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Wellness > Mental Health

This is Your Sign to Take Control of Your Stress

The opinions expressed in this article are the writer’s own and do not reflect the views of Her Campus.
This article is written by a student writer from the Her Campus at PSU chapter.

Life as a college student can be tricky, and I’m not just talking about class work. Relationships, friendships, social life, finances and just plain stress can stack on top of your already full mind and schedule.

It can be easy to overlook this stress and believe that it is “just a normal part of being a college kid.” However, the truth is that too much stress is bad for you and if you let it go too long, it’ll only get worse.

This year I have been a lot more conscious of my own stress. I am all too aware of feeling that your stress is inevitable. While school work will continue to put pressure on you and the fear of missing out will be a burden no matter what, there are plenty of methods proven to reduce stress and allow you to manage it better.

Based on research done by Purdue Global, 60% of college students met the criteria for one or more mental health problems due to an abundance of stress. This statistic shows how unmanaged stress can build up and lead to a more severe issue.

Along with this, the study found that 75% of students dealing with depression and anxiety were shown to be reluctant to seek assistance. If you are dealing with any sort of mental health problem, Penn State has many resources in place to help you get back on track.

In this study, Purdue Global provided a few stress management techniques to help contain and even limit that weight on your shoulders. These methods include a healthy diet, exercise, finding an outlet and building a support system.

I look at the healthy diet and exercise suggestions as a connection between physical and mental health. Eating healthy provides you with the nutrients you need to work through problems and manage your stress.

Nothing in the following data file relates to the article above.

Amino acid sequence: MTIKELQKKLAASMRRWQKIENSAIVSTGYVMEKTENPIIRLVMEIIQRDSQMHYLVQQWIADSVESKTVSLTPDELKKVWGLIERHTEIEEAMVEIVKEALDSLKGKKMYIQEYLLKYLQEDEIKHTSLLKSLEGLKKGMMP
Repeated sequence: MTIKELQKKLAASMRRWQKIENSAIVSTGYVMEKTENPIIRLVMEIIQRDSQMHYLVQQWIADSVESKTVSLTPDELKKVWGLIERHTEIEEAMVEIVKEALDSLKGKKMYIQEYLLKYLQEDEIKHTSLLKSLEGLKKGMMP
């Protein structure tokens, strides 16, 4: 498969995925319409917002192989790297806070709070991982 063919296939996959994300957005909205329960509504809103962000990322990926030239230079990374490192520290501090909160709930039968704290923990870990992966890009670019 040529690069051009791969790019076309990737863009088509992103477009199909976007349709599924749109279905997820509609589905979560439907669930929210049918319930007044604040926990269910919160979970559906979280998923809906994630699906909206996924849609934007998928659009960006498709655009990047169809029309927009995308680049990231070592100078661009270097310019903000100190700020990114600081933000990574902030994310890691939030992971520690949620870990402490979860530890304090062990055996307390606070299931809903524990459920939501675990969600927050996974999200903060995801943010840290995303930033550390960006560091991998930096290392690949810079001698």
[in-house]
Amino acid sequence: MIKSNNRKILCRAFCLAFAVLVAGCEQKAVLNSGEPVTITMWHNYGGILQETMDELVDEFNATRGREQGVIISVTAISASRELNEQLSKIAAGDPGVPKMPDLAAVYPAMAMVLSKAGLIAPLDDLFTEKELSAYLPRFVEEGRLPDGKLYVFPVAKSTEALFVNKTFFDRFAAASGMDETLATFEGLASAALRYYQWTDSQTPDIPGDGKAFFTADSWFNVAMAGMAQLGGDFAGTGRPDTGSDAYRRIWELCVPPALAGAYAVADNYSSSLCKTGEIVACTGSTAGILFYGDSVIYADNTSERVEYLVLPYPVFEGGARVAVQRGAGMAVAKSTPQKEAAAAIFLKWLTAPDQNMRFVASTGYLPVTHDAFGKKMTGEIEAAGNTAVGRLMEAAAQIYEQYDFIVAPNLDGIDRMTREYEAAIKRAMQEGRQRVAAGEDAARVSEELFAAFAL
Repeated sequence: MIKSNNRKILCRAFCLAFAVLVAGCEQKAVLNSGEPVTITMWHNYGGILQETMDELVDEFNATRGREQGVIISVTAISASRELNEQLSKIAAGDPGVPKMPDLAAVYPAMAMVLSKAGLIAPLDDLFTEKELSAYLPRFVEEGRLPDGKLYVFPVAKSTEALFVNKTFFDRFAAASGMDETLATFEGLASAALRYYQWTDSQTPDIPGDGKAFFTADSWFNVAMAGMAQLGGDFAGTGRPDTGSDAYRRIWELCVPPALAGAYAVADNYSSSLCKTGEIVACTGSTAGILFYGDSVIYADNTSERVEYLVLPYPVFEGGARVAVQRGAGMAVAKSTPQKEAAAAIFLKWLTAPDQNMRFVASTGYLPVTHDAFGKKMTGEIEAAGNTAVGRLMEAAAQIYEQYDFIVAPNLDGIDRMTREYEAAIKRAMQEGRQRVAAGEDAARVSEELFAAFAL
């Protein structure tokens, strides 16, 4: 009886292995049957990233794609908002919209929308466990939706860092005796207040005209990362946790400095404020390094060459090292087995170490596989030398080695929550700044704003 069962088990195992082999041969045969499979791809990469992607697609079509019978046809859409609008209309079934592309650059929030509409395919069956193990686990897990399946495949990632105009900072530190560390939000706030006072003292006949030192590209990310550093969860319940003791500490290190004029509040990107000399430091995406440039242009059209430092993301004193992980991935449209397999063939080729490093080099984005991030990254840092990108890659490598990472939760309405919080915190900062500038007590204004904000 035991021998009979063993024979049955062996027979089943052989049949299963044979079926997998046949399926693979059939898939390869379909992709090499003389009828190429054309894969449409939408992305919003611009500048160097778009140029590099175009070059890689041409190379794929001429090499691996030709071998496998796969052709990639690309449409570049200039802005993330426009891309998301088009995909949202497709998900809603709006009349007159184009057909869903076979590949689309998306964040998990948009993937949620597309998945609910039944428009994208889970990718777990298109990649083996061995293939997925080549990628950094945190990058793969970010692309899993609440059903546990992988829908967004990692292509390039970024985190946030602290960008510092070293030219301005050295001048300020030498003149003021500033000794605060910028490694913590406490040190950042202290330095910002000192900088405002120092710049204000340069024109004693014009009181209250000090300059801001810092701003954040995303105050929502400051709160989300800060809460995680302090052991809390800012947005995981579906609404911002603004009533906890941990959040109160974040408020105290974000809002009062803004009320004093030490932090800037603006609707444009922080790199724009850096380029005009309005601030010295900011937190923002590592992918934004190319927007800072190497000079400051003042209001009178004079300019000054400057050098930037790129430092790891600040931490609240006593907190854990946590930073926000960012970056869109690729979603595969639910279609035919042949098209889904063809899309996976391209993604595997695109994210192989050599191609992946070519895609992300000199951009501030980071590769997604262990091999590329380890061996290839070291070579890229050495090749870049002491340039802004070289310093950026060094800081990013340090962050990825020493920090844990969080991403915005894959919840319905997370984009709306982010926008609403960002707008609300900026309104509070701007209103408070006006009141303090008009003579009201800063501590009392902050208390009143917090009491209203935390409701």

Exercises releases endorphins, which are scientifically proven to be the “feel-good chemicals.” Endorphins act as natural painkillers that can lower stress levels in the body.

Finding an outlet has been something that I have struggled with in my stress-management journey. Some examples of outlets are hobbies, sports, drawing, gardening or reading.

In college, finding time out of your day to do something you enjoy can be difficult. With the weather getting warmer, I have started to try and combine my exercise with my outlet by going on a walk.

Lastly, building a strong support system is crucial. Whether you find that in friends or family, having people to fall back on, and who make you feel good about yourself, makes a world of difference.

Since turbulent and toxic relationships can cause tons of stress, it is important to surround yourself with the right people.

It might feel like an overload of stress is just a normal part of being a college student. While some stress is inevitable, too much can lead to bigger issues and even more harmful mental health illnesses.

There’s no time like today to start taking control of your stress levels. Try these tips out next time you’re feeling stressed!

My name is Sarah Neely and I am a third year, Communication Arts and Sciences student at The Pennsylvania State University. I am on the writing team at Her Campus @ PSU! I love all things music, sports, movies and more!